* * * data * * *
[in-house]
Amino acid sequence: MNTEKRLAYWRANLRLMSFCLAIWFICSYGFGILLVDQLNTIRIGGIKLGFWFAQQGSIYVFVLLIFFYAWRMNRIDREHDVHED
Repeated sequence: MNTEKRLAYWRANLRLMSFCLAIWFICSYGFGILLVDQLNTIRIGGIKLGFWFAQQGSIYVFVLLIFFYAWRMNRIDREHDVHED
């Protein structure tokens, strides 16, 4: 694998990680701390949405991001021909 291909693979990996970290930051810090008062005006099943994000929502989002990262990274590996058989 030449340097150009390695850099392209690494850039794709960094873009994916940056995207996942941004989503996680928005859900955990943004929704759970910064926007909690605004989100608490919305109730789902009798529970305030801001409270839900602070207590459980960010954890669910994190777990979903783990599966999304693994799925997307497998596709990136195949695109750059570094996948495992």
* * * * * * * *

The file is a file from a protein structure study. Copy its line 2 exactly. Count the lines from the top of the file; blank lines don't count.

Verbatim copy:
Amino acid sequence: MNTEKRLAYWRANLRLMSFCLAIWFICSYGFGILLVDQLNTIRIGGIKLGFWFAQQGSIYVFVLLIFFYAWRMNRIDREHDVHED